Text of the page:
Del Potro reaches first RG semi-final in nine years

 - Sarah Edworthy

Argentine overcomes No.3 seed Marin Cilic to advance to the semi-finals in Paris for the first time since 2009.

In the battle between the two 6'6" former Grand Slam champions, Juan Martin Del Potro advanced to his second career Roland-Garros semi-final - and his first for nine years - after beating Marin Cilic of Croatia 7-6(5) 5-7 6-3 7-5 on Thursday.

The Argentine - who was a semi-finalist here in 2009, the same year he was crowned US Open champion, and who missed four consecutive years in Paris from 2013 to 2016 through injury - emerged the victor after rain stopped play on Wednesday night with the score standing at 6-6 (5-5). The win - which took three hours and 50 minutes to secure, and was not without the drama befitting an atmosphere on Court Suzanne-Lenglen which sounded as if it had been transplanted from a football stadium - left Del Petro in tears.

“It’s tough to speak now,” he said through sobs on court. “I have had three surgeries on my left wrist and I was close to quitting. This is so good for my team and my family. It was very important to have the support of my family and friends and the love of you guys, you make me so happy. I am so proud to be playing tennis. I feel at home here. Merci beaucoup.”

Rather more collected later, he explained he had never expected to be in the top five again or to reach the semifinals at a big tournament, “but now it's time to talk about my present in a good way. All the tougher moments of my life are completely in the past.”

Del Potro and Cilic inspire passionate followers who cranked up the thrill factor in a Grand Slam quarter-final in which every point seemed to carry significance. On paper, very little separated these two baseline powerhouses except a head-to-head record heavily weighted in Del Potro’s favour (10-2). It was the No.3 seed Cilic against the No.5 seed Del Potro. Both men are 29, and own one US Open championship trophy apiece (Del Potro in 2009, Cilic more recently in 2014). Both were playing to reach a fifth Grand Slam semi-final, and, to do that, both would have to end losing streaks against top-ranked opposition on clay.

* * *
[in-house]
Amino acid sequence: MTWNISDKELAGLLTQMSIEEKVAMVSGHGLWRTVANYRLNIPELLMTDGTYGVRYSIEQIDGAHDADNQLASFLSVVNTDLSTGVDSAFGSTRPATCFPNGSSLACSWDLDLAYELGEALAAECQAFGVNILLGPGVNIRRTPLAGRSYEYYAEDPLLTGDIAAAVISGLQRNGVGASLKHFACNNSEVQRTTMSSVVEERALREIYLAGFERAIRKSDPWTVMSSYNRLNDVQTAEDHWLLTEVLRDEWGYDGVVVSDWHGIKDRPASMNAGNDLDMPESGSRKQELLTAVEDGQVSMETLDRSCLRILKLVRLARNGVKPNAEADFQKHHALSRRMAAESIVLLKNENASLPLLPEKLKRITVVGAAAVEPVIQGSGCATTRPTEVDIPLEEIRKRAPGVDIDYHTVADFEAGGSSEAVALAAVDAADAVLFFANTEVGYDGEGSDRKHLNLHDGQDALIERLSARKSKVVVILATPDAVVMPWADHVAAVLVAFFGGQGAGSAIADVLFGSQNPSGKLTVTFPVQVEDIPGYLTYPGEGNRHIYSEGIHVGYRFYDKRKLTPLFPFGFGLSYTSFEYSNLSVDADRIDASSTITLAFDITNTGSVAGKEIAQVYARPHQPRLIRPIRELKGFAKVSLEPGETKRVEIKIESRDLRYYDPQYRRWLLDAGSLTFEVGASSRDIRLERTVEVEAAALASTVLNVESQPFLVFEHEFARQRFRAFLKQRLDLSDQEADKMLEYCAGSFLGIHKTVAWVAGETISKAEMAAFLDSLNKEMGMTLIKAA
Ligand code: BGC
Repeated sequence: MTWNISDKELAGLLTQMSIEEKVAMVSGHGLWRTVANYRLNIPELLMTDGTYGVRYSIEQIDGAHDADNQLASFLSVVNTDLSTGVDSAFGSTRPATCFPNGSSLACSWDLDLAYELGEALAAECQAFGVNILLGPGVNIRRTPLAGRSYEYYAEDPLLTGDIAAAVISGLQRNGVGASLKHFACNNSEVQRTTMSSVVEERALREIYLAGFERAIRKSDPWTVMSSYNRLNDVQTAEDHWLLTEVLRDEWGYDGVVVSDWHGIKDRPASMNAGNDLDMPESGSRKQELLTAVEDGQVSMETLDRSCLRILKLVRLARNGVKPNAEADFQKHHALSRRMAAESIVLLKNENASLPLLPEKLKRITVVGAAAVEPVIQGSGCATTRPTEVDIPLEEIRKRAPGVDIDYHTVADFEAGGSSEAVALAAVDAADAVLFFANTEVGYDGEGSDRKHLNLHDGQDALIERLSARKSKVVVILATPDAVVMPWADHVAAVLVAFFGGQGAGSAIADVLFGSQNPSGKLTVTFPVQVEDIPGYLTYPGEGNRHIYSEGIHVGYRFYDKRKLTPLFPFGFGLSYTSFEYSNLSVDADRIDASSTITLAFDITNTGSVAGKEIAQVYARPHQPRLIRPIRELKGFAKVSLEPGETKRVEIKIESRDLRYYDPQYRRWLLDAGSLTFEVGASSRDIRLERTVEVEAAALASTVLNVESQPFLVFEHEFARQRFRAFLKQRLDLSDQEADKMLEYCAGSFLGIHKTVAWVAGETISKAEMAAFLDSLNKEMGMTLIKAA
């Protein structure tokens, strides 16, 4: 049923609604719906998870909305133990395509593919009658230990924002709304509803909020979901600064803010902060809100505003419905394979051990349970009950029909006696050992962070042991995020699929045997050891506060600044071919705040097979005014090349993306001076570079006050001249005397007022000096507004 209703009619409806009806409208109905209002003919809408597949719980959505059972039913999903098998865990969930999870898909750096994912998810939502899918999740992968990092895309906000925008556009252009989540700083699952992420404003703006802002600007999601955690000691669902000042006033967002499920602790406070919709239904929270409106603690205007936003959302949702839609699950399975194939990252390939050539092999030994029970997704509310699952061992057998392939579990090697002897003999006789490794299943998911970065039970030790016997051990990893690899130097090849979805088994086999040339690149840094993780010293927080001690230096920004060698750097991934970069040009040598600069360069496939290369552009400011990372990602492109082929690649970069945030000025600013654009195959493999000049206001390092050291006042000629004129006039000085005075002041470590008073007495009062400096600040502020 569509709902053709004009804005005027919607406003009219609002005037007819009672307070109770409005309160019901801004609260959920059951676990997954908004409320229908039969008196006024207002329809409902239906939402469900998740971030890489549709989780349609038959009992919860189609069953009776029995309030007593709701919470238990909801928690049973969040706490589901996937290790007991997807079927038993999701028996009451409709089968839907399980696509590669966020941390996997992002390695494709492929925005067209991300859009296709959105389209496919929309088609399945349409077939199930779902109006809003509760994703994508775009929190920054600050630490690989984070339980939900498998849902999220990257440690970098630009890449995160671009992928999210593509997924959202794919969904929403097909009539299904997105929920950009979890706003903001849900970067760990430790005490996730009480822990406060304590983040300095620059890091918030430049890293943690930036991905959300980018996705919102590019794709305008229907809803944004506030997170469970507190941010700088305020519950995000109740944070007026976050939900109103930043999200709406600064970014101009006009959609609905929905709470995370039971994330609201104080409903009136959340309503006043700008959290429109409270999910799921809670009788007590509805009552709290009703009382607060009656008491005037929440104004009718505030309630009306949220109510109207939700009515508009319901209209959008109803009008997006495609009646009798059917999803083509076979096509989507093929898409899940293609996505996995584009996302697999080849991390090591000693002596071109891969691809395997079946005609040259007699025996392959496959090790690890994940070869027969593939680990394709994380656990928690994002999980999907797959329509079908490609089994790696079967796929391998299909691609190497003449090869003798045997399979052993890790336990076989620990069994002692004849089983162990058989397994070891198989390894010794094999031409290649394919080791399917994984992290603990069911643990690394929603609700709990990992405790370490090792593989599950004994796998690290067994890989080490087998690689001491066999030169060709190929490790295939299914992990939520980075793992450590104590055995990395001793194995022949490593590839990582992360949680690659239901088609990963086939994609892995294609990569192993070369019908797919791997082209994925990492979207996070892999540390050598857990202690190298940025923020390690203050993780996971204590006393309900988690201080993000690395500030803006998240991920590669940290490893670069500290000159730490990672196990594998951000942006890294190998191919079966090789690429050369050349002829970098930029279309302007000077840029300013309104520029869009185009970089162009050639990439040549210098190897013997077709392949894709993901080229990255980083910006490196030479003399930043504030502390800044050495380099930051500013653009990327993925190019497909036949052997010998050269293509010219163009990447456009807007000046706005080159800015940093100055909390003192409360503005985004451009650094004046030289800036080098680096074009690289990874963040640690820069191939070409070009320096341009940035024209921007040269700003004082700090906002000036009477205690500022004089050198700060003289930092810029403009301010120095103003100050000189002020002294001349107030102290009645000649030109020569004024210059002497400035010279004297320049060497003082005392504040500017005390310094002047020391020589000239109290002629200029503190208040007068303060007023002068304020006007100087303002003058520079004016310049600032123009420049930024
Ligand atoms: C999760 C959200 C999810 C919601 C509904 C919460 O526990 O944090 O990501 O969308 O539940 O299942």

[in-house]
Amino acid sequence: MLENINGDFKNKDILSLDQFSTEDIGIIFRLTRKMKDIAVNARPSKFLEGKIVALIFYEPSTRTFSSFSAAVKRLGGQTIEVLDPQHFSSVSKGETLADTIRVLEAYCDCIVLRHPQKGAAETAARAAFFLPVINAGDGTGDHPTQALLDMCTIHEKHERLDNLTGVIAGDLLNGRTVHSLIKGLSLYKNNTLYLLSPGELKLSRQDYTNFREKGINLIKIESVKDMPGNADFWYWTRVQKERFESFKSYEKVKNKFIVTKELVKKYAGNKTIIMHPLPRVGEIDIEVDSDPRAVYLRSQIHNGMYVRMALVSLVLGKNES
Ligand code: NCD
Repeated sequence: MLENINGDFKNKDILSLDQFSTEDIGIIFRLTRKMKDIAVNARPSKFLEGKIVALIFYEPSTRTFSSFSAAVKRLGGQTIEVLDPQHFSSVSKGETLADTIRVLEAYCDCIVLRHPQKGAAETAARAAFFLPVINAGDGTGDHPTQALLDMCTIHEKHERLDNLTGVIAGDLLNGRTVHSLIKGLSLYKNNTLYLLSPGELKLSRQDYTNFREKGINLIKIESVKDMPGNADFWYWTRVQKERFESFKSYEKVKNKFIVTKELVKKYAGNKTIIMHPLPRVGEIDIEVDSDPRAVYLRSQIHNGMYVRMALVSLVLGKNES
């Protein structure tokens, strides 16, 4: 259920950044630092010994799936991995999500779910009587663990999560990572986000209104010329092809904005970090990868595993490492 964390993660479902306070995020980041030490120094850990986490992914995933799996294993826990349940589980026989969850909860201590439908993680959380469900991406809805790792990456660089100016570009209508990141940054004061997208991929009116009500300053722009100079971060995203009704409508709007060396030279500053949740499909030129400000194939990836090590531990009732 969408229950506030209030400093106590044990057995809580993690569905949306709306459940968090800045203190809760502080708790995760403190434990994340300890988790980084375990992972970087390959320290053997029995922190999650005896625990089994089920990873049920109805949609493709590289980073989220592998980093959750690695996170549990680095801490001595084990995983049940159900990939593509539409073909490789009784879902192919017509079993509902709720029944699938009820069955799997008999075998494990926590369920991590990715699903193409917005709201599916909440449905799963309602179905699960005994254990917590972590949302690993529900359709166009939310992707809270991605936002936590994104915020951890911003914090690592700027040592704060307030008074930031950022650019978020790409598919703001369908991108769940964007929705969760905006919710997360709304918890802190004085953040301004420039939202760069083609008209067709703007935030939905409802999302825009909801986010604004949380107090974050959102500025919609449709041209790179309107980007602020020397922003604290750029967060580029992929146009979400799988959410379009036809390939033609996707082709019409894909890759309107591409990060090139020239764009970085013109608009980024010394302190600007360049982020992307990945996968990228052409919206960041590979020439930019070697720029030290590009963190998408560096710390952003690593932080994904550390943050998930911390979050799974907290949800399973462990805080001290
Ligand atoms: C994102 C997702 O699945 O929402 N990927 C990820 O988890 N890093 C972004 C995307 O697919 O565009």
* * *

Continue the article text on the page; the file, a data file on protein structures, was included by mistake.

The parity of the score when play resumed on Thursday at 5-5 in the tiebreak meant there would be a swift answer to the question of who would be the first to make a breakthrough. It was Del Petro, winning two points to go a set up. “It was very important to win the first one,” he acknowledged. “It wasn't a good night because I was thinking too much, where could I serve, T or wide? I asked too many questions of myself. But then I got lucky to win the first set, playing two good points and that was enough to replay a new match after the first set.”

Del Potro, who likes to keep points short and hit flat, was playing a safer game than Cilic. The Croat set up more purist-pleasing points – wrong-footing his opponent, use the drop shot with finesse – but also started to incur a huge tally of unforced errors. Del Potro couldn’t find his winners but that was compensated by his opponent’s nerviness and hastiness when going for the winner on big points.

In the first set, all was evenly-matched until the ninth game when the Argentine double-faulted on break point, having been distracted by a hissing spectator, and Cilic was handed the advantage. Del Potro walked towards the offending spectator, staring him out, before talking to the chair umpire and throwing his racquet on the ground. Del Potro broke back immediately, Cilic followed suit, and the Croat served out to level the score at one set apiece.

The incident seemed to rattle both players. Del Potro couldn’t find his legendary forehand (amazingly, after two hours and 43 minutes, he had only notched up one forehand winner). Cilic broke serve in the first game of the third set, but somehow Del Potro found himself up two breaks and serving to take the set 6-3. The fourth set reverted to the predictable pattern, going with serve, until Del Potro earned himself three break points, took the first opportunity and then served out to love to win the match – earning that treasured semi-final berth.

The win sets up a testing semi-final with Rafael Nadal, his pre-tournament favourite. “I still continue to think the same thing. And in two years, I will continue thinking the same thing because Rafa has lost two matches here in his whole life. Because of the way he is, his fitness and the way he plays, he's the king of the tournament. But it's always a pleasure playing him in a Grand Slam," Del Potro said.

"These are unique moments, and many players would like to have this opportunity. We have to enjoy the moment, and I will try to enjoy it tomorrow.”